Translated by Ellen Marriage, Clara Bell
plain the incidents of the little imbroglio which is the subject of this study, and the picture, softened as it is, of the tone then dominant in Paris drawing-rooms.
"Turn your eyes a little towards the pedestal supporting that candelabrum--do you see a young lady with her hair drawn back a la Chinoise!--There, in the corner to the left; she has bluebells in the knot of chestnut curls which fall in clusters on her head. Do not you see her? She is so pale you might fancy she was ill, delicate-looking, and very small; there--now she is turning her head this way; her almond-shaped blue eyes, so delightfully soft, look as if they were made expressly for tears. Look, look! She is bending forward to see Madame de Vaudremont below the crowd of heads in constant motion; the high head-dresses prevent her having a clear view."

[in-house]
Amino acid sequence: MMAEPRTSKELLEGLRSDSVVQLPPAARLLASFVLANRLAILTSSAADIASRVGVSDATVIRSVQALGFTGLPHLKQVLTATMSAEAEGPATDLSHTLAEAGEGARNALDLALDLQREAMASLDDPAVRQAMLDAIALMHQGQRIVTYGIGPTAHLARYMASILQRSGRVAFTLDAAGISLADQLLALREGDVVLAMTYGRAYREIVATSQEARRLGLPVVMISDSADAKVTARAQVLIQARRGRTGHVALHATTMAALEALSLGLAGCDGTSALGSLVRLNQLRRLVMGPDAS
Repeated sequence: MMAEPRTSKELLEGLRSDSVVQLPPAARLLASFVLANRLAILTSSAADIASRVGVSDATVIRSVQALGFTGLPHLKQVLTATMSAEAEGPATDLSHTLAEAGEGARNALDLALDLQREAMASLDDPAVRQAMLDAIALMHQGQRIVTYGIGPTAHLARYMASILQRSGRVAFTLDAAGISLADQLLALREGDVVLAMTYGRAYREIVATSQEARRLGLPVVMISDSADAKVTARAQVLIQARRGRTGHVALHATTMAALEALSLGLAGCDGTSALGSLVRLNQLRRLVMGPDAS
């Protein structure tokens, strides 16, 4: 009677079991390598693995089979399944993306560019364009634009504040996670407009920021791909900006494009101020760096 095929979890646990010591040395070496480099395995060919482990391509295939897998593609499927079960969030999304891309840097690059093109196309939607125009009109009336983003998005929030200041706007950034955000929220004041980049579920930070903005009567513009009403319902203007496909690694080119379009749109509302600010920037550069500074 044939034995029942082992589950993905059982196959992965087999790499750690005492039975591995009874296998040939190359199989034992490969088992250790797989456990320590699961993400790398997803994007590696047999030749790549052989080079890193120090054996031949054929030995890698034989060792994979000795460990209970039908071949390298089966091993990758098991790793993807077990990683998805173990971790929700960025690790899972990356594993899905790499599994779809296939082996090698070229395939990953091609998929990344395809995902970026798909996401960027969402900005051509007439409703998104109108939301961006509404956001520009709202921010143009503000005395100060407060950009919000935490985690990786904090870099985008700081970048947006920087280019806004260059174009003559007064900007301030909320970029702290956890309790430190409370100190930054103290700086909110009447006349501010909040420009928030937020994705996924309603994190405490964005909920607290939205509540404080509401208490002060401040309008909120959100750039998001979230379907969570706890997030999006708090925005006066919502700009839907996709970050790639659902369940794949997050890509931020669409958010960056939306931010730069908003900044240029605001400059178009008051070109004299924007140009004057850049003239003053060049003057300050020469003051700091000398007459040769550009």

"I see her now, my dear fellow. You had only to say that she had the whitest skin of all the women here; I should have known whom you meant. I had noticed her before; she has the loveliest